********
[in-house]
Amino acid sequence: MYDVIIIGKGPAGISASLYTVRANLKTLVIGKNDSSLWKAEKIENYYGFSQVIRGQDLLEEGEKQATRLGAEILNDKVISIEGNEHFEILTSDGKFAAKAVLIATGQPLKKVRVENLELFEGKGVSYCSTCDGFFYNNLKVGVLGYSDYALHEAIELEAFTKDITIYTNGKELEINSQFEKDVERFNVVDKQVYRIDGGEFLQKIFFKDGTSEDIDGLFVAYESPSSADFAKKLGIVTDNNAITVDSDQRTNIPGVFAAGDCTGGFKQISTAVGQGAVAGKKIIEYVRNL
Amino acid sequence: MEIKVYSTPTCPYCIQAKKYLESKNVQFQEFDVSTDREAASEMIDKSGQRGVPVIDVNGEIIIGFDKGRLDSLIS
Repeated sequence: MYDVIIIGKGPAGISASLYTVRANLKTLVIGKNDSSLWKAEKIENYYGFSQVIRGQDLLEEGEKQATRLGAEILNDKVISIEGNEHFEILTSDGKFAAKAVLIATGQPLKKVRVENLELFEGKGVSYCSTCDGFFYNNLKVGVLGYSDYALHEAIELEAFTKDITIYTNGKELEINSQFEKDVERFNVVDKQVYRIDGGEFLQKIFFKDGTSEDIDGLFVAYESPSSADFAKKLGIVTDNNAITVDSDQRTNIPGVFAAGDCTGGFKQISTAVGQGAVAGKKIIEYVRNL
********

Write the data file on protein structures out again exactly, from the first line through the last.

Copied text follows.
[in-house]
Amino acid sequence: MYDVIIIGKGPAGISASLYTVRANLKTLVIGKNDSSLWKAEKIENYYGFSQVIRGQDLLEEGEKQATRLGAEILNDKVISIEGNEHFEILTSDGKFAAKAVLIATGQPLKKVRVENLELFEGKGVSYCSTCDGFFYNNLKVGVLGYSDYALHEAIELEAFTKDITIYTNGKELEINSQFEKDVERFNVVDKQVYRIDGGEFLQKIFFKDGTSEDIDGLFVAYESPSSADFAKKLGIVTDNNAITVDSDQRTNIPGVFAAGDCTGGFKQISTAVGQGAVAGKKIIEYVRNL
Amino acid sequence: MEIKVYSTPTCPYCIQAKKYLESKNVQFQEFDVSTDREAASEMIDKSGQRGVPVIDVNGEIIIGFDKGRLDSLIS
Repeated sequence: MYDVIIIGKGPAGISASLYTVRANLKTLVIGKNDSSLWKAEKIENYYGFSQVIRGQDLLEEGEKQATRLGAEILNDKVISIEGNEHFEILTSDGKFAAKAVLIATGQPLKKVRVENLELFEGKGVSYCSTCDGFFYNNLKVGVLGYSDYALHEAIELEAFTKDITIYTNGKELEINSQFEKDVERFNVVDKQVYRIDGGEFLQKIFFKDGTSEDIDGLFVAYESPSSADFAKKLGIVTDNNAITVDSDQRTNIPGVFAAGDCTGGFKQISTAVGQGAVAGKKIIEYVRNL